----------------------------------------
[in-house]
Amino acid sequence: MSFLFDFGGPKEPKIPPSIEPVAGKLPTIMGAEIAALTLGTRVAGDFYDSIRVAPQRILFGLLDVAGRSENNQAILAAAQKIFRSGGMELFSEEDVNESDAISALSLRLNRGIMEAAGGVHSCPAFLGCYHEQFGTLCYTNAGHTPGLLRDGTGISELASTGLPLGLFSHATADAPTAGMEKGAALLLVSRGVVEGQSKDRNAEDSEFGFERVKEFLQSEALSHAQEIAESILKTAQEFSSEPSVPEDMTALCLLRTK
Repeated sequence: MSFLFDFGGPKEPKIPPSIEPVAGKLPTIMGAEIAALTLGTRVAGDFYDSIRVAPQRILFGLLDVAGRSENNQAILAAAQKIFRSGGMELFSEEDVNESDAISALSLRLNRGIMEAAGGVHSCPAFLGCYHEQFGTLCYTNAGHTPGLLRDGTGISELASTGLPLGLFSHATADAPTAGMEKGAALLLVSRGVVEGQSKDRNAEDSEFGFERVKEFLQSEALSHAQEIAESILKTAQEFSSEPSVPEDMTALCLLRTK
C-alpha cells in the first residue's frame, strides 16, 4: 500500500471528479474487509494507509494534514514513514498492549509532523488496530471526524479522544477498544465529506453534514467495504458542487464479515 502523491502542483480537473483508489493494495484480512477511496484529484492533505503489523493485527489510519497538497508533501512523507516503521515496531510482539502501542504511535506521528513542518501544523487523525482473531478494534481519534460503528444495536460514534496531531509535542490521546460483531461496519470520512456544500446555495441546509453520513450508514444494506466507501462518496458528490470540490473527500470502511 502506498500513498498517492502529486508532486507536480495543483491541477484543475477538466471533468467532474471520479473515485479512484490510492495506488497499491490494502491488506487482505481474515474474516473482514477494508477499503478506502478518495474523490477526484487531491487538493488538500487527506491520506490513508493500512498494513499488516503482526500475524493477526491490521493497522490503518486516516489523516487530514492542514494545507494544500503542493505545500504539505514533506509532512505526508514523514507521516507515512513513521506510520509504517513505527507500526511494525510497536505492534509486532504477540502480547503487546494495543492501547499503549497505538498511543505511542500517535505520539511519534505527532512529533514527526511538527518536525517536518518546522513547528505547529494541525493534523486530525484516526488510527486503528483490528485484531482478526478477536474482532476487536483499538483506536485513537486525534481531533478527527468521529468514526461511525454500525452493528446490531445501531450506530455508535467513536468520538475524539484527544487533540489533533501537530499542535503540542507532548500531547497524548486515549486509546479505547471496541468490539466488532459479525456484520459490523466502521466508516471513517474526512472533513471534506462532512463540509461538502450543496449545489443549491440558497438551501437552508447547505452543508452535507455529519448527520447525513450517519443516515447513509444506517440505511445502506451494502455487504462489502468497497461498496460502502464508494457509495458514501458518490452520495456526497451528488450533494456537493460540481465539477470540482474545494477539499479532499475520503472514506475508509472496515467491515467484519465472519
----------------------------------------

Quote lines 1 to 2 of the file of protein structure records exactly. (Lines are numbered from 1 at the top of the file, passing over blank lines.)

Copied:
[in-house]
Amino acid sequence: MSFLFDFGGPKEPKIPPSIEPVAGKLPTIMGAEIAALTLGTRVAGDFYDSIRVAPQRILFGLLDVAGRSENNQAILAAAQKIFRSGGMELFSEEDVNESDAISALSLRLNRGIMEAAGGVHSCPAFLGCYHEQFGTLCYTNAGHTPGLLRDGTGISELASTGLPLGLFSHATADAPTAGMEKGAALLLVSRGVVEGQSKDRNAEDSEFGFERVKEFLQSEALSHAQEIAESILKTAQEFSSEPSVPEDMTALCLLRTK